Balintore to Rockfield walk full of coastal surprises
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It was the last throw of the dice for summer – a warm day with no rain forecast, and let's face it, they were pretty rare this year.
A seaside stroll seemed like a good idea, so Rosemary and I set off to Balintore, one of Easter Ross's pretty seaboard villages, with the aim of getting to Rockfield, just over eight kilometres away on the coastal path.
The Seaboard Centre, a modern community hall with a café, was our starting point in Balintore. From the car park opposite we walked towards the sea, behind a children's playground, to join a path that runs along the back of the houses, parallel to the main street.
I must admit, on a day like today I envied the residents, whose back gardens overlook the sea, and many of them have created places to relax and enjoy the view.
The path leads through Hilton of Cadboll to emerge on Lady Street, where a left turn at the end of the street is followed by a right, leading to the footpath sign for Rockfield and the Cadboll cliff walk.
A broad grassy track stays close to the sea, with the coastline stretching out ahead. A sandy beach is reached, popular with dog walkers, then a former salmon netting station – the first indication that by the mid-1900s salmon fishing rivalled catching herring and white fish for seaboard folk.
The level track continues with cliffs on the left, and soon another salmon station is passed – this time in the form of a rather utilitarian-looking concrete bunker.
After a breezy start the air was warming up now, and with no concerns about navigation or changes in terrain, we could concentrate on the seascape and watching the birds. There were the usual seabirds of course, while stonechats scolded us in the vegetation and the odd pied wagtail caused amusement dodging about after insects.
Further along, the path passes through a drystone wall with another salmon bothy just beyond – this one slate-roofed and intact but with the door blocked.
Continuing, the path turns slightly left and rises to circumvent an inlet, then returns to the shoreline.
For some variety we veered off the path and took to scrambling through the shoreline rocks for a while, looking at the colours and shapes – at one point coming across a rock shaped for all the world like a human ear.
Back on the path, a diagonal track on the left comes down from the corner of a forestry plantation. Ignore this and carry on towards Rockfield. I'd decided to wear shorts, which proved not such a clever choice with patches of nettles lining the path, which I constantly had to flatten to avoid being stung – not entirely successfully. Ouch!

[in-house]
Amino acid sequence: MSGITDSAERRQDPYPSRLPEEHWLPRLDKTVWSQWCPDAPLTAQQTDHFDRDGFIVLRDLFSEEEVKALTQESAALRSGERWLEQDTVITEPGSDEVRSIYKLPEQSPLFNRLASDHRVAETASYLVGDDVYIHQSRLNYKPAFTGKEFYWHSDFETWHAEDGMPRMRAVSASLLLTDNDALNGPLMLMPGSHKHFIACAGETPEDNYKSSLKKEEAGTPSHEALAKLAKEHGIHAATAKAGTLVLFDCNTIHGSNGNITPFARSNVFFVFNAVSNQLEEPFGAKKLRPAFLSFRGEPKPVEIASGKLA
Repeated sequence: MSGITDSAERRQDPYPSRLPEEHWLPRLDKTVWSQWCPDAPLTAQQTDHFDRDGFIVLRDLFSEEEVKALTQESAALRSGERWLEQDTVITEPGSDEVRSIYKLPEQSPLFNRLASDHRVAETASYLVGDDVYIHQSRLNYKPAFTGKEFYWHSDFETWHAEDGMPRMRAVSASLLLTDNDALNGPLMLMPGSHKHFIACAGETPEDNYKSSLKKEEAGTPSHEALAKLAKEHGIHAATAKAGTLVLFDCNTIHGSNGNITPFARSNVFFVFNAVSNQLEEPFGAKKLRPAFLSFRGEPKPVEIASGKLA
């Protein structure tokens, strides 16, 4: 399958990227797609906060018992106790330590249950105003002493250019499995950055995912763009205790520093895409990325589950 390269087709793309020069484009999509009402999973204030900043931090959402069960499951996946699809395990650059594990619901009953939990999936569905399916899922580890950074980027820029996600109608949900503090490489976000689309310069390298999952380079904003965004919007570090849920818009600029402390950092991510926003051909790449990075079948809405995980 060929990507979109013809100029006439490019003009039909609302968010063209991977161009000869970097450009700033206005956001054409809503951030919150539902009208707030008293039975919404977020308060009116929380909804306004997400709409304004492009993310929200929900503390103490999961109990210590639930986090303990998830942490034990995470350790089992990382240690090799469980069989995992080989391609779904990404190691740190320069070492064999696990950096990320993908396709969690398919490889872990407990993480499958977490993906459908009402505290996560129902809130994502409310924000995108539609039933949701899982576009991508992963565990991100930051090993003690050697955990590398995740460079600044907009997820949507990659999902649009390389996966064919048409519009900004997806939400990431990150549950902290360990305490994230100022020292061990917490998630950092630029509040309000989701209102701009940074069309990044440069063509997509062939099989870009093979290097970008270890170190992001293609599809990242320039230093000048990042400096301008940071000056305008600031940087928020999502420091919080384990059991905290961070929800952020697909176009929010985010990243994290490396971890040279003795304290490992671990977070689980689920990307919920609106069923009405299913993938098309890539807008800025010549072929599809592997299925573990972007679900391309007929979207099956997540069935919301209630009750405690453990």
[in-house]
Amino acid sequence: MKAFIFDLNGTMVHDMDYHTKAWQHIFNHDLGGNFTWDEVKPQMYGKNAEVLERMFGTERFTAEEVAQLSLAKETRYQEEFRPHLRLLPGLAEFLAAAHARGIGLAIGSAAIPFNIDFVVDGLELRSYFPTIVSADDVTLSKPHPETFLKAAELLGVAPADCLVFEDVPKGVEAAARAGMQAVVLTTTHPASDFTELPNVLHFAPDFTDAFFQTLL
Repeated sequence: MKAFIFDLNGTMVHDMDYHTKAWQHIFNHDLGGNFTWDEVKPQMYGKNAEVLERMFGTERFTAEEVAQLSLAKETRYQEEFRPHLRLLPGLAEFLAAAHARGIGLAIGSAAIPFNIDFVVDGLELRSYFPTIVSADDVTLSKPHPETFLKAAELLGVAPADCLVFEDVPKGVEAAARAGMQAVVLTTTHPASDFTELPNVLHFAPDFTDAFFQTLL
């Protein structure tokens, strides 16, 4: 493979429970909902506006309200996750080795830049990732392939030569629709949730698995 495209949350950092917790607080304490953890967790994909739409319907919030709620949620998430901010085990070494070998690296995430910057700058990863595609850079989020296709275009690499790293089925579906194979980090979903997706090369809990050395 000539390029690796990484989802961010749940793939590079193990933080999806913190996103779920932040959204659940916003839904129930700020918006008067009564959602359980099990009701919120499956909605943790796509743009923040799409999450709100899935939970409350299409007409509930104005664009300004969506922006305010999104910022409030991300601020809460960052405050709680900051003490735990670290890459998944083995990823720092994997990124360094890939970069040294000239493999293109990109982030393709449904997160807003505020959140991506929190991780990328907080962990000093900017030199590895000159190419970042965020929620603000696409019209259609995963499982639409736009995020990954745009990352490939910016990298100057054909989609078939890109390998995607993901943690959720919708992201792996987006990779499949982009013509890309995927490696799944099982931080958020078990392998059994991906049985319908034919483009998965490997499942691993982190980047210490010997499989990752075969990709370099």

The route arrives at a Tarrel fishing bothy – the fourth on this walk, showing just how important the trade was to local people. If you're fortunate, dolphins, seals and even whales can be seen off this coast, though we saw none today.
Staying on the shore path, we could see Rockfield ahead and arrived there after walking through sheep grazings, sealed off by a variety of fences and gates.
Rockfield lies on the Tarbat peninsula and buses run from Portmahomack, one-and-a-half kilometres north along a minor road, but services are few and far between and careful planning would need to be done if you feel like a ride back to Balintore. My research suggested a bus from Portmahomack to Tain, then another from Tain to Balintore, with an hour's delay between them.
We were sorry to see the Stardreme café in Rockfield closed for the day. The proprietors were sunning themselves outside and told us that was the first break they'd had in months, so we couldn't begrudge them that.
We had made up our minds in advance to walk back to Balintore and got there to see a group of children playing in the sea – not a bad way to end your day after you've come home from school.
Balintore to Rockfield
Distance 10 miles / 17km
Terrain Level coastal path
Start/finish Car park opposite the community centre in Balintore
Maps OS Landranger 21, Dornoch & Alness; OS Explorer 438, Dornoch & Tain
A coastal ramble with a link to salmon fishing in Ross-shire
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